China, the world’s largest greenhouse-gas emitter, probably won’t import carbon credits for two decades as global diplomats craft a new emissions market that will increase supply, the nation’s climate negotiator said.
Carbon-market supporters from China to California will push for emissions trading even as they prepare for the end of the United Nations Kyoto Protocol in seven years, Europe’s top climate negotiator said.
China said it’s “very crucial” for developed nations to provide a roadmap sketching out how they’ll reach a target of providing $100 billion a year in aid for climate projects, the nation’s envoy at UN talks said.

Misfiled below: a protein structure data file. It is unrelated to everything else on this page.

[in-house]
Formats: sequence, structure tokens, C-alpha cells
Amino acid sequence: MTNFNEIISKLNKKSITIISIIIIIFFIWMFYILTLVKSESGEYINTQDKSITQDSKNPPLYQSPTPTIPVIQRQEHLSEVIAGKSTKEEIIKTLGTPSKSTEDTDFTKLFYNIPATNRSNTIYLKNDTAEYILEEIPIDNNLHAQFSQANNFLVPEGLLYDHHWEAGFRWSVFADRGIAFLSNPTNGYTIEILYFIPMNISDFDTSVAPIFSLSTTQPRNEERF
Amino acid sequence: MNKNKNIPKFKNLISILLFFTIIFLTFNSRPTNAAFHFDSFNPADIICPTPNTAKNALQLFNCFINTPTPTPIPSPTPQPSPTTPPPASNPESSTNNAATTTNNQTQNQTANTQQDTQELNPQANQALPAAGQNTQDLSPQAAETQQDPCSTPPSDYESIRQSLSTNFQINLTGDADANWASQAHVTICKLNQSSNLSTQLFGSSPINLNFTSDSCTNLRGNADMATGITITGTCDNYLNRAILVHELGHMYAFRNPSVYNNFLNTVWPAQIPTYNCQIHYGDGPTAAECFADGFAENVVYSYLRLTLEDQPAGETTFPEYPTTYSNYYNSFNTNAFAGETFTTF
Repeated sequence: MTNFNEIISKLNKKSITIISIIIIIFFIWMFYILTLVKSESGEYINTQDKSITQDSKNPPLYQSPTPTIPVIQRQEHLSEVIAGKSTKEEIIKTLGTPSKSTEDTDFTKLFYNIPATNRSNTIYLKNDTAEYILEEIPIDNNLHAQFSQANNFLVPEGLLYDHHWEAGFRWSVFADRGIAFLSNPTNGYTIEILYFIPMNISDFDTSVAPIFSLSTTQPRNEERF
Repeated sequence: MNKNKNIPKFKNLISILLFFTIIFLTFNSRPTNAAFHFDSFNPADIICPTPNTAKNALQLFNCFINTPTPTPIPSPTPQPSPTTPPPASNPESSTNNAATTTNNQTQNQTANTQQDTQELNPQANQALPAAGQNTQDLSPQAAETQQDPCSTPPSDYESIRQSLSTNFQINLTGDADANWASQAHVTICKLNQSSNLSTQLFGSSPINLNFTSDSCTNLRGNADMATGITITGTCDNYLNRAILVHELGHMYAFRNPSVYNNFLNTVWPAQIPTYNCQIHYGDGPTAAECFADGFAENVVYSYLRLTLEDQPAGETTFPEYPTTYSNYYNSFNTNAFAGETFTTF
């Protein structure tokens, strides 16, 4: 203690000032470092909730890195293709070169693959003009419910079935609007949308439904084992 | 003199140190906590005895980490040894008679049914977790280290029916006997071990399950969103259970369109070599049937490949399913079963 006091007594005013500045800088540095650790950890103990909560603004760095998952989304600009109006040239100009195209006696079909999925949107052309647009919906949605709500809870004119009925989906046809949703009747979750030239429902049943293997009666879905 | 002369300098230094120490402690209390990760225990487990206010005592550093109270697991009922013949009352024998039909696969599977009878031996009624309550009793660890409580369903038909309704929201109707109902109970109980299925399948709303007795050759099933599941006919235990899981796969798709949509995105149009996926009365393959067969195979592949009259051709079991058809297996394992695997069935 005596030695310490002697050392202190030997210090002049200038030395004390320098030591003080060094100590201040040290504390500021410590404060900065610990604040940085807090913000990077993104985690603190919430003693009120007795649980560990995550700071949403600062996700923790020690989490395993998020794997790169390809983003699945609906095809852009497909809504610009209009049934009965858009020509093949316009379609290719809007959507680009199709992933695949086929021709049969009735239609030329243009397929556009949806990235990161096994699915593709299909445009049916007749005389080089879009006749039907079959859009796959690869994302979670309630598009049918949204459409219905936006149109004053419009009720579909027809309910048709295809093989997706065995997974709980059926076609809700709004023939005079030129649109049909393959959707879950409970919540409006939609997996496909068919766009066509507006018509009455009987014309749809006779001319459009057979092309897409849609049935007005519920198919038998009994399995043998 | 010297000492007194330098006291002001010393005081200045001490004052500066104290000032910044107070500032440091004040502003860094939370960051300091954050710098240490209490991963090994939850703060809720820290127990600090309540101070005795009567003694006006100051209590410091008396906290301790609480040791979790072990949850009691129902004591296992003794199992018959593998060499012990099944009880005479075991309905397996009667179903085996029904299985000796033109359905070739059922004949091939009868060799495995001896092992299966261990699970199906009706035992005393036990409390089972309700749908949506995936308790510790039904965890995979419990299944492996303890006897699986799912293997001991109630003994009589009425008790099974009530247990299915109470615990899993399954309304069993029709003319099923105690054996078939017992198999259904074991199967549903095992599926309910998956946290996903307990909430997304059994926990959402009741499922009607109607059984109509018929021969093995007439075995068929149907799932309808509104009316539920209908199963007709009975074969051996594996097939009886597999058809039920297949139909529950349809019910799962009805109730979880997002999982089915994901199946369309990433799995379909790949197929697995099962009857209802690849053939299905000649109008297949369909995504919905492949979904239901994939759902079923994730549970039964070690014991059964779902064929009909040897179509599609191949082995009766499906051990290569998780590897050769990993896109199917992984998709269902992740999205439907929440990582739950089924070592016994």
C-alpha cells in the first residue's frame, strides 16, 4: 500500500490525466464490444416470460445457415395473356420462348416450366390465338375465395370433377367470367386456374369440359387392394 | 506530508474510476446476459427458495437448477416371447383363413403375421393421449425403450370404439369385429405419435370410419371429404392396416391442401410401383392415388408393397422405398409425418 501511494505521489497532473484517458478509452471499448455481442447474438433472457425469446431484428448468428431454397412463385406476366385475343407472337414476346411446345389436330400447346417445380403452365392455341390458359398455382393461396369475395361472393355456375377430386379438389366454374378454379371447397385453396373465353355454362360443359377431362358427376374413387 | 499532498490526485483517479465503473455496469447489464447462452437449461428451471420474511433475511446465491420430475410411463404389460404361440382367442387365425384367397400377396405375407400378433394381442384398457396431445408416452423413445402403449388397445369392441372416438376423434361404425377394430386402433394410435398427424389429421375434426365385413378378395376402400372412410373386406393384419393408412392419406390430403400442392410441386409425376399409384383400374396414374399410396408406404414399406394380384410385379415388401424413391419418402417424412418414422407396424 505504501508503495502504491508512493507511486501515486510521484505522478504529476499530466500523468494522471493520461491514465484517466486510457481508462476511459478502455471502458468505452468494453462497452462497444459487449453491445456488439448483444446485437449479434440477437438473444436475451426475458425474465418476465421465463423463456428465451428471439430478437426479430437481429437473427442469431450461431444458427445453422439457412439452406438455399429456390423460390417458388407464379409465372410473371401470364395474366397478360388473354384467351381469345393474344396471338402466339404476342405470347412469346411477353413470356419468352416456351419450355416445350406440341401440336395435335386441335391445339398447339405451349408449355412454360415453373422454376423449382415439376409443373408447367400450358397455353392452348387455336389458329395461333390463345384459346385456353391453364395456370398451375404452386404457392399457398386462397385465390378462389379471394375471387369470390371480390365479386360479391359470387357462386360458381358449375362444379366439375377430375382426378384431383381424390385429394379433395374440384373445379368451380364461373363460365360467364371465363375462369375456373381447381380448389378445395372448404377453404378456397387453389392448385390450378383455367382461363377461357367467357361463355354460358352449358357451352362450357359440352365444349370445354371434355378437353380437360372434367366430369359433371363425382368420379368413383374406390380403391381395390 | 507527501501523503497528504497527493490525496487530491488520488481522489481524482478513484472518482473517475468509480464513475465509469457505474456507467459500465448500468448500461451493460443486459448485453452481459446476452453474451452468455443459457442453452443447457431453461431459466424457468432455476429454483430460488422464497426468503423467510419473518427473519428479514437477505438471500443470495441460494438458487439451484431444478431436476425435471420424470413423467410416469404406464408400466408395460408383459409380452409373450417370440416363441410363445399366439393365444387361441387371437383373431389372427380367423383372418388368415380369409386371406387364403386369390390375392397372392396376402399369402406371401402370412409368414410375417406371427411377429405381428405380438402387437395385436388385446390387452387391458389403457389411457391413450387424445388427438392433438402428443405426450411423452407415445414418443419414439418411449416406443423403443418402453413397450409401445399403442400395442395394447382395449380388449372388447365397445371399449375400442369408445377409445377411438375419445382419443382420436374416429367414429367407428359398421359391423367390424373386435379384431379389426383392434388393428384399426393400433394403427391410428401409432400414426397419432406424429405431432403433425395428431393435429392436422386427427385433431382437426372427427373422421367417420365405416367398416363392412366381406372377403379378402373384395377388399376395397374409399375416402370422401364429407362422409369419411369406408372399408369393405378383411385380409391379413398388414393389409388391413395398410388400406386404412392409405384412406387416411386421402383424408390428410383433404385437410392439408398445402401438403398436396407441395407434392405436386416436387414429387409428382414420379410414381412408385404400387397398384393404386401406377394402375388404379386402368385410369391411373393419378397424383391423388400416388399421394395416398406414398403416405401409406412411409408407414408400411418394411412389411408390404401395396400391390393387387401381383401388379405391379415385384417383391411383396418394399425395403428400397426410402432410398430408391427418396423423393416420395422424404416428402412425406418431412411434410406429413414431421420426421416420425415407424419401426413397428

European Union plans to impose curbs on carbon-dioxide emissions by international airlines as of 2012 drew fire from countries including China, Venezuela and Japan, marking a new stumbling block at the climate summit this week.
China teamed with the European Union and envoys from the bloc of 48 Least Developed Countries to dial back expectations for United Nations climate talks, indicating that there probably aren’t any new promises for aid or cuts in greenhouse gases on the horizon.